UV Cleaning Technologies

UV-C. Its Power, its History and Role in HAIs

Ultraviolet light is invisible to the human eye. It exists on the electromagnetic spectrum and is usually thought of in relation to x-rays and sunburn.

UV-A and UV-B wavelengths are the ones that most people are accustomed to. UV-C is a more powerful form. It has a wavelength of 254nm (nanometers). This means that on contact with an organism it has the ability to cause lasting damage to DNA, effectively killing the cell that comes in contact with it.

It doesn’t take long for UV-C light to do its job. Even very brief exposure (a matter of seconds) has the capability to eliminate microbial replication.

For this reason, it is the most sought-after technology to eradicate viruses and bacteria.

The minute a microorganism absorbs UV-C, dimerization takes place. Dimerization of molecules is the type of damage caused by UV-C light in microorganisms.  In chemistry, a dimerization is an addition reaction in which two molecules of the same compound react with each other and inevitably bind; meaning that no molecule escapes.

This means that UV-C light not only destroys but also disintegrates a microbial germ, giving it the suitable title of a germicide.

The first discovery of the effectiveness of ultraviolet light was made in 1877 in Britain, when two scientists put solution-filled test tubes outside and noticed that sunlight both killed and inhibited the development of pathogenic bacteria.

Since then UV-C technology has been used to kill microorganisms responsible for poor indoor air quality – bacteria, mold, yeast and viruses.

In the late 1930s the installation of upper room UV-C lamps in classrooms saw a major reduction in the outbreak of measles.

Its use became very widespread, killing a range of viruses and bacteria including E-coli. UV-C played a major role in the eradication of TB.

Healthcare associated infections are more common than people know. These are infections that were not present in a person prior to them visiting a healthcare establishment.

HAIs can be contracted at hospitals, doctors’ offices, long-term care facilities and ambulatory surgical centers.

In a hospital, more than half of all HAIs occur outside of the intensive care unit. They can be caused by bacteria, viruses, fungi or parasites.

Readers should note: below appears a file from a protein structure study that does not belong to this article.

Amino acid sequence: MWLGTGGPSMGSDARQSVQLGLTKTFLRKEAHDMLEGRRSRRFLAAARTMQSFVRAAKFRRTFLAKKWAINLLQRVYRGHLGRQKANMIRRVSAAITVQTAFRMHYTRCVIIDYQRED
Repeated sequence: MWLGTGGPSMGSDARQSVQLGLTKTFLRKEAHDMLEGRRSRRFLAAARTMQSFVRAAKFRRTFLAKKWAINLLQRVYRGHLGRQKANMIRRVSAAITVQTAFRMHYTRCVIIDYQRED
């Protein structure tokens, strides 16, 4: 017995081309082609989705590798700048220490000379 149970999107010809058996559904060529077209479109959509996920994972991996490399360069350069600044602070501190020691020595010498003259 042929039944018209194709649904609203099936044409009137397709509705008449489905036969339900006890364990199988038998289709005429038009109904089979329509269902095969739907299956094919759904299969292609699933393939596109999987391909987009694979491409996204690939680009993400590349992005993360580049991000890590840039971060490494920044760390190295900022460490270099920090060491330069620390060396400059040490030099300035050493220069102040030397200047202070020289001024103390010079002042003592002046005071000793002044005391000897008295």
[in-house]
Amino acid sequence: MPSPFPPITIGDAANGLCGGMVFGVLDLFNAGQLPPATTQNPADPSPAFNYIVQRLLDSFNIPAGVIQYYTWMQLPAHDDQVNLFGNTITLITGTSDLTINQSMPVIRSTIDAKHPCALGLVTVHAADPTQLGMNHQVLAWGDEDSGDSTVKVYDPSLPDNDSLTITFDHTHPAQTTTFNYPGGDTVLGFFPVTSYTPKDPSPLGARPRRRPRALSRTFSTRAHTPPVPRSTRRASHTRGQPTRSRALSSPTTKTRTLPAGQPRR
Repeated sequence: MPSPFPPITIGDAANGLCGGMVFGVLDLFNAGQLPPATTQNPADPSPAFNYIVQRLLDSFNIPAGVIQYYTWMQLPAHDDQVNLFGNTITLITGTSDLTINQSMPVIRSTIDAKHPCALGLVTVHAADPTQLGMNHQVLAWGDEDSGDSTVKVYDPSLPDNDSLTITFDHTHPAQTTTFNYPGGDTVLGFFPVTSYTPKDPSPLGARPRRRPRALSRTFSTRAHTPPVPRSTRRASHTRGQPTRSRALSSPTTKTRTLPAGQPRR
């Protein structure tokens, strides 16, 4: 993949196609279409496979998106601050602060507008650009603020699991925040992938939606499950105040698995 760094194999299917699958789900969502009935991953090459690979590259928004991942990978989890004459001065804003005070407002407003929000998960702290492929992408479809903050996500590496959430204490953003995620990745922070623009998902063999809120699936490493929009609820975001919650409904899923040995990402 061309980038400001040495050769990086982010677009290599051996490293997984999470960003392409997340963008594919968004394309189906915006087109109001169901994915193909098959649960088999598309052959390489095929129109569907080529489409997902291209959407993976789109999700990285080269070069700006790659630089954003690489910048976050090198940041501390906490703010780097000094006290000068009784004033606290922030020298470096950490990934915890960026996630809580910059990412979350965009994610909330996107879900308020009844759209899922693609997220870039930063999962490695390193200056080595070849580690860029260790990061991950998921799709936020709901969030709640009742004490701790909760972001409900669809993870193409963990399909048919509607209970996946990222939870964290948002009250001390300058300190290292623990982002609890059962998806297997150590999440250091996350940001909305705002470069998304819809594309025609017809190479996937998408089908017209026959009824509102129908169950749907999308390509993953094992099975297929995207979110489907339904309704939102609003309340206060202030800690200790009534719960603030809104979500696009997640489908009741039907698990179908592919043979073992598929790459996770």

Those at higher risk for contracting HAIs are the elderly, young children and persons with compromised immune systems.

20-40% of HAIs stem from the transmission of pathogens by a healthcare worker.

A study published in the American Journal of Infection Control found that patients admitted to rooms that previously held a patient infected with a multi-drug resistant organism were more likely to contract that infection.

In the study researchers used over 3,000 microbial samples from 3 hospitals in the NY area.

Donna Armellino, lead author of the study and VP of Infection Prevention at Northwell Health, New York’s largest healthcare provider says of UV-C light…

“This technology can optimize environmental cleanliness, resulting in decreased pathogens that could potentially cause infection.”

Duke University Medical Center conducted a study between 2012 and 2014 to help find ways to mitigate the HAI rate of contraction and the additional cost incurred by healthcare facilities.

9 hospitals were tested during the period. The tests were randomized between cleaning with bleach or an ammonium solution (the standard disinfection that hospitals have been using for years) to the incorporation of UV-C light.

At the end of the study, all of the participating hospitals reported at least a 30% decrease in HAI cases.

If hospitals make UV-C technology a part of their standard disinfection protocols, preventing 30% of infections per year (55 per year) for two years, the cost savings would be US$2,085,000.

Hospitals in the study noted in particular that patient rooms saw the greatest turn around.

This was attributed to the fact that the UV-C light reaches ‘hidden’ areas such as under beds, in stands, sinks and the corners of open cabinets and drawers.

With respect to HAIs, the bottom line is that human error and other drawbacks of standard chemical disinfection can be eliminated with the use of UV-C technology.